The New Science of Chaos and its Application to Surveying

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"You don’t see something until you have the right metaphor to let you perceive it", so says Thomas S. Kuhn, he who made us aware of paradigm shifts and scientific revolutions.

Physicists like Mitchell Feigenbaum and Albert Einstein spent years in contemplation, searching for the right metaphors to unlock the universe’s secrets. Some might rather say that they were searching for the right formula, but isn’t a formula just a metaphor with all the color knocked out of it? Einstein’s visualization of a bouncing ball on a speeding train passing a man standing on a railway station platform was reduced to E=MC2.

Metaphors for Surveyors
A kid with a .22 rifle takes a half-mile pot shot at a prairie dog, doesn’t bother to investigate, boasts to his rancher father of how he got it, and demands the 25 cent bounty previously agreed upon.

Later, when the rancher hired a surveyor to determine the location of a ¼ corner, this .22 metaphor helped the rancher understand that he was being swindled again. The Rancher wanted to know if the ¼ corner was the fence corner, or the mound of stone; what he didn’t want was a mathematical guess 30′ out into his cow pasture.

In Longview Fibre v. U.S., 135 IBLA pages 170-186, BLM acknowledged that mid-points-on-line (MPOL) should not be expected to land at original corners. So why has BLM promoted MPOL’s over collateral evidence for the last 100 years?1 If at first you don’t succeed; change the definition of success? Apparently some surveyors believe that order and control are more important than truth and honesty.

I think Alan Sheppard’s round of golf on the moon had a better chance of hitting a cup at a half-mile than our MPOL’S do of hitting the original corner. Why? Because the original corners were not set at the MPOL, even if the GLO surveyor said that he did. I’ve found in the areas where I’ve worked that the smallest deviation to be expected in the 1880-1900 GLO surveys is ±20′ in distance and ±20′ in line. And that is on level open ground. I have four cases in one township where the original ¼ corners are 100’+ from the MPOL.

Which reminds me; once in the Rocky Mountains, in heavy timber and brush far from habitation or road, Walt Willis and I cleared a 60′ radius search area at the MPOL right down to the mowed grass level. We didn’t find the original stone, but we did find a golf ball! Honest.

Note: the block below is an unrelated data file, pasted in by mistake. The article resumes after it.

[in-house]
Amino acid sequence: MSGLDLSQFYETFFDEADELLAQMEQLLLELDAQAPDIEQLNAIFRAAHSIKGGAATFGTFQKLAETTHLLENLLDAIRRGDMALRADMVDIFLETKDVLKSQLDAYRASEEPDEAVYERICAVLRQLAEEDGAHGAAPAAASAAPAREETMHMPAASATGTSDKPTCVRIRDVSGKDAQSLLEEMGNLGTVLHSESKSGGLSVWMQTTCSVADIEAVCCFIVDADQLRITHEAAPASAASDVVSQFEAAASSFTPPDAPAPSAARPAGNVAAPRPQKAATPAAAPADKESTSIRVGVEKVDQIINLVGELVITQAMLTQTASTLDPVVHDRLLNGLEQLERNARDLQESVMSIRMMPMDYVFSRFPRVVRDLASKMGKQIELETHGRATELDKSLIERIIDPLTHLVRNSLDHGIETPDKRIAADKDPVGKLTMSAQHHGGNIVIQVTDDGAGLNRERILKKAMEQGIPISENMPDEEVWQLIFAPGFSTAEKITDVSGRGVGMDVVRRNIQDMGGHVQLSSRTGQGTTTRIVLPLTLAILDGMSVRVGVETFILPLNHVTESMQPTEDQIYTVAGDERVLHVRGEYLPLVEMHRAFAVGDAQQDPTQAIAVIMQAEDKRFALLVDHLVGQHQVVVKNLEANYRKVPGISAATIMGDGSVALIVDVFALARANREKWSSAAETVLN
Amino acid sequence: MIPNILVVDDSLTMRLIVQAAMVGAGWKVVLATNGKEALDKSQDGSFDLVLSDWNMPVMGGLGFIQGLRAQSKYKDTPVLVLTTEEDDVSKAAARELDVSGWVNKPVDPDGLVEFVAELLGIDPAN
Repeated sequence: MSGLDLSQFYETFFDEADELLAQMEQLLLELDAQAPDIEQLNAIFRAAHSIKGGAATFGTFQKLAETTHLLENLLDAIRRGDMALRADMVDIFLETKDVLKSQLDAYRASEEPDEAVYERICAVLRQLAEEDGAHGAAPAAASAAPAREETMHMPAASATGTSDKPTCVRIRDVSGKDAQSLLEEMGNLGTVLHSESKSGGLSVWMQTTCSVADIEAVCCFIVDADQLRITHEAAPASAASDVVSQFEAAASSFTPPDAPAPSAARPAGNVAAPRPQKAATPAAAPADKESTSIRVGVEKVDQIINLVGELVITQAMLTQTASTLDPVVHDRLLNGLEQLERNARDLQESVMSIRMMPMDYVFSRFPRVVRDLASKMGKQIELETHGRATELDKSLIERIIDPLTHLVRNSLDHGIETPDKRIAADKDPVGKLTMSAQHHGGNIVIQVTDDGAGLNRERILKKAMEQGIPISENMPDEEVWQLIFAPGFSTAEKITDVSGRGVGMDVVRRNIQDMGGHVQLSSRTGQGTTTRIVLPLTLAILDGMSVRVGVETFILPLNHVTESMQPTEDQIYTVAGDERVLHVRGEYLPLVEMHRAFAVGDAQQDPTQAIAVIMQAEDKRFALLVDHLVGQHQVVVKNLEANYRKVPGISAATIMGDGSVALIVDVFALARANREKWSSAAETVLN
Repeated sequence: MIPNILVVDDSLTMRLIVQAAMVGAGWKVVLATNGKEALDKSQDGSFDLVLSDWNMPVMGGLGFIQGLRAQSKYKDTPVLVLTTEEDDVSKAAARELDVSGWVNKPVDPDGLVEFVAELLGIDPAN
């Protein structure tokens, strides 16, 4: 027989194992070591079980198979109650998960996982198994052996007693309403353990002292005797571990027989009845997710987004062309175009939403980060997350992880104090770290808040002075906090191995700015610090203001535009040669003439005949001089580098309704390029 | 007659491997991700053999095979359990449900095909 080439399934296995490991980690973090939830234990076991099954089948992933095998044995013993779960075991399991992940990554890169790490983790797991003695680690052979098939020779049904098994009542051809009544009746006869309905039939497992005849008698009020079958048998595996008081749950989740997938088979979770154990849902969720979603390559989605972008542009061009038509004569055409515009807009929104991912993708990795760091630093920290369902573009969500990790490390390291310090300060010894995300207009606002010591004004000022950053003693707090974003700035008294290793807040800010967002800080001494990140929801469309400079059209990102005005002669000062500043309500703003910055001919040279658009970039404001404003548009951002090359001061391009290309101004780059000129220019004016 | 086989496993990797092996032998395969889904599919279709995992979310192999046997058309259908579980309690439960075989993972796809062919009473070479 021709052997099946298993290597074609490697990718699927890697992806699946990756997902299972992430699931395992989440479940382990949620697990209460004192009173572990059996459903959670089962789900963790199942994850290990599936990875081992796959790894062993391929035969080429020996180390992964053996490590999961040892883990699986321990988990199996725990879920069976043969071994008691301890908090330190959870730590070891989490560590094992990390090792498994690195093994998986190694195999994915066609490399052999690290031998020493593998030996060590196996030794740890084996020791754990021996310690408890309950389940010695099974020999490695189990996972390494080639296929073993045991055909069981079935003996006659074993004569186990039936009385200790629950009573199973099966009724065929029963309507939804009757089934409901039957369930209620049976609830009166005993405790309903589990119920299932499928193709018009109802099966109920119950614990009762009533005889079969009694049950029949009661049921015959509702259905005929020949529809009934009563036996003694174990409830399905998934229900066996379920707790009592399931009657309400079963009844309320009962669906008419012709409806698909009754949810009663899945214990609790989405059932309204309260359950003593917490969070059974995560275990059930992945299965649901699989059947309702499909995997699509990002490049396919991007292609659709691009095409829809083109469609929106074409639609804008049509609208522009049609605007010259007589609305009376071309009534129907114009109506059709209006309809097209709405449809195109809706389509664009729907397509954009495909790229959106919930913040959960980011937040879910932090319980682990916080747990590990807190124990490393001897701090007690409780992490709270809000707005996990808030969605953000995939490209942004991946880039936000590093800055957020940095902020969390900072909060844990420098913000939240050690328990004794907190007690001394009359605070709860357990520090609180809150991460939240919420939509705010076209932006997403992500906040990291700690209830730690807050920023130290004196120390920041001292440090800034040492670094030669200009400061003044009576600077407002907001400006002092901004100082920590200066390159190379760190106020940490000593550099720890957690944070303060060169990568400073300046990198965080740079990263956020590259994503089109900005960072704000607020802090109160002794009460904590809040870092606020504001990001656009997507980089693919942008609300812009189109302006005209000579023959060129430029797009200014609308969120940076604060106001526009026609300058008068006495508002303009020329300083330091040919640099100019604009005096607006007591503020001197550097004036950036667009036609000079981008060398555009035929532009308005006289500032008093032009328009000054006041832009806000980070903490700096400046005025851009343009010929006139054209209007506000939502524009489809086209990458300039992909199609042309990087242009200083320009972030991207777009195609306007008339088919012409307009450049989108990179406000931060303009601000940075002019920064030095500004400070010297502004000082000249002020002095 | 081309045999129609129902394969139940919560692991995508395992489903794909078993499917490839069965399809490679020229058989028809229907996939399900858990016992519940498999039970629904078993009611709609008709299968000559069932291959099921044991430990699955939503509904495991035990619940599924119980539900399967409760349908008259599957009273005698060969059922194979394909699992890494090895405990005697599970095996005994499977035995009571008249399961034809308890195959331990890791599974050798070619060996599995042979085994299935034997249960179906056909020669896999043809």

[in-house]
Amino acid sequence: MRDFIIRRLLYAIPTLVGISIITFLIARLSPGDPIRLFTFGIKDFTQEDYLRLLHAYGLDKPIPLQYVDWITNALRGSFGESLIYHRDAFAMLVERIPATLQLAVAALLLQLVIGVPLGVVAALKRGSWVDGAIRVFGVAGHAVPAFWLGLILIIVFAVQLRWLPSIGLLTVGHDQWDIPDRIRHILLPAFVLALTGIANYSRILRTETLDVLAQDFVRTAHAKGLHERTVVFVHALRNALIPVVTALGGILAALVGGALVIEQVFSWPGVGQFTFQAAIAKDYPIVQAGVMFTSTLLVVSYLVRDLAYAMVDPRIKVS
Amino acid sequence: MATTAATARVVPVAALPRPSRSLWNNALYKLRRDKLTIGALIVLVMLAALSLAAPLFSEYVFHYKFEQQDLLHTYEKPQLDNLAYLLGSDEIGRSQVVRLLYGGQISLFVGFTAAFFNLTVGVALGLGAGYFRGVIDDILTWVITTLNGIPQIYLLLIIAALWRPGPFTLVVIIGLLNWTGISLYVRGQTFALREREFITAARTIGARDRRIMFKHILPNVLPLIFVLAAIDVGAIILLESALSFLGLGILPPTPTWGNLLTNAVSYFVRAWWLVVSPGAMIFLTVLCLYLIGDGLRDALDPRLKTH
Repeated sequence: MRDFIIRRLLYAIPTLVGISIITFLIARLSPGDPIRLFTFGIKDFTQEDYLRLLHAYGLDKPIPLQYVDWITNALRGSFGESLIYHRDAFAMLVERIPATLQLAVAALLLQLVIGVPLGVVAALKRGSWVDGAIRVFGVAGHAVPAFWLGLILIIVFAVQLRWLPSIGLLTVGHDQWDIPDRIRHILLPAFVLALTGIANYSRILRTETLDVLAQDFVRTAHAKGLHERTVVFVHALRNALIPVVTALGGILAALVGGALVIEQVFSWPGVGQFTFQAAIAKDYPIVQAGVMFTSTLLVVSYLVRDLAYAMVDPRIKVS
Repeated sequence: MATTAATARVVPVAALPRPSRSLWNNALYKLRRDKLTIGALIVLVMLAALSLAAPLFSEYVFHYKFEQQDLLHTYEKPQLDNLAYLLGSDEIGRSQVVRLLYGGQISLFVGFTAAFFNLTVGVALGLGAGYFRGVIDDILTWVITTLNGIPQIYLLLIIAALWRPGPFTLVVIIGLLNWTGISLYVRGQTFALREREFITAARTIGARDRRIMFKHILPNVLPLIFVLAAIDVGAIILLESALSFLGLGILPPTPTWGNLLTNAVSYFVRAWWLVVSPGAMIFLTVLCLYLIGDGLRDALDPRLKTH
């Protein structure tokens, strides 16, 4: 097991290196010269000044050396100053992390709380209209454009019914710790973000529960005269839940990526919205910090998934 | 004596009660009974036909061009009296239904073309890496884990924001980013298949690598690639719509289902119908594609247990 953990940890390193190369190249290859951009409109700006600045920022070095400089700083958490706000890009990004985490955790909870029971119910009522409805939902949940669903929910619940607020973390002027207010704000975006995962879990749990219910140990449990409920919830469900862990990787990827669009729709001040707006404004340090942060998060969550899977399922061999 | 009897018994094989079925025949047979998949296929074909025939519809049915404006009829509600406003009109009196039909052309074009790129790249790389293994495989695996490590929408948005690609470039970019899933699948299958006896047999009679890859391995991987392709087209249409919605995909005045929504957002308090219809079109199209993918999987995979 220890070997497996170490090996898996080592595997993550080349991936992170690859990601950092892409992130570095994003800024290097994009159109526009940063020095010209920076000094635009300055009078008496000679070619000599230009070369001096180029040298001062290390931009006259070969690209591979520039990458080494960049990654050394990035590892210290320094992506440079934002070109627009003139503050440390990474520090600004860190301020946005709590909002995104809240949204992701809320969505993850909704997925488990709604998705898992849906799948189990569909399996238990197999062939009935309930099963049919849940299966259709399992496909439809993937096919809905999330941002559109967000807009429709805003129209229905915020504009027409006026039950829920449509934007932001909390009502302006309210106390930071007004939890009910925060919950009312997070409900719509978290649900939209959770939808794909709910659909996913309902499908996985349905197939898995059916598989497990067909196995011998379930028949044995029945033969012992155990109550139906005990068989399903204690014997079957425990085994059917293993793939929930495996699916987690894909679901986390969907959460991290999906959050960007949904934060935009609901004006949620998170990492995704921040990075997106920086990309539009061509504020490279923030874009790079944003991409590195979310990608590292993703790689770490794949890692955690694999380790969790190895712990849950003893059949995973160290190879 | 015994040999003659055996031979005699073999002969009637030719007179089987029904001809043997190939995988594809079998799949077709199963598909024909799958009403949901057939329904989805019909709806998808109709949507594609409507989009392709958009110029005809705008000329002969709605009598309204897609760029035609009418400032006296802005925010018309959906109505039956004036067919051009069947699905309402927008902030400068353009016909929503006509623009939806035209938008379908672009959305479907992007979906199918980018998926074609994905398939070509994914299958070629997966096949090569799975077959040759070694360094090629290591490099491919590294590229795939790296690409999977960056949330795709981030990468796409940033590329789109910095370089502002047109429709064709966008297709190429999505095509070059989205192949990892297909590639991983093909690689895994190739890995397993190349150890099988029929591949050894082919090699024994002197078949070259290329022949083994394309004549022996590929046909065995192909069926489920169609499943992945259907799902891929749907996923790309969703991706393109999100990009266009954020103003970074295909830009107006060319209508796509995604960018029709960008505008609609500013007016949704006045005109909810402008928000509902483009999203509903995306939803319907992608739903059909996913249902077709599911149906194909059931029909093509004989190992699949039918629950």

The golf metaphor has another lesson for us; as you play closer and closer to the hole your shots become more and more accurate. This is like the Patriot/ Scud missile clashes of the first Gulf War. The anti-missile computer was constantly updating, so the closer the Patriot got to the Scud the more accurate it became.

Scudding on the Seven-mile
In the 1970’s a PE/LS set a MPOL near the ¼ corner common to Sections 13 & 14, T33N, R3E, Boise Meridian, in Northern Idaho. In this case the difference in easting between the unquestioned section corners to the south and the north was 212′.

In the 1890’s the solar compass made bearings king and this because chaining errors were common and predominantly negative. When the "Short Cut Method2" was used the chaining errors in a township could accumulate to 100, 200 and even 300 feet, but bearings always remained reliable for those lines actually run. In this case the 212′ error came from chaining errors accentuated by two subdivision schemes, one on the high plateau to the south and the other in the flat bottom lands to the north.

The hunch that this ¼ corner was stubbed out from the north was confirmed by a nearby Idaho County Road Survey, two vacated subdivision plats and a deed, all of which referenced the subject ¼ corner and all dating from the early 1900’s.

From the record documents we located the point of intersection of an abandoned N-S road and an ancient E-W fence that was reported to be 2.65 chains west of the ¼ corner. Twenty feet east of that tie we found a lichen-covered mound of stone set to mineral soil, directly under the east-west fence. From that mound the remnants of a fence ran south. An unmarked stone3 matching the 1891 dimensions lay loose downhill of the mound. Conforming to the Scud metaphor, we set a monument at the mound of stone, which of course destroyed the mound. We recorded a Record of Survey, Corner Record and Survey Report.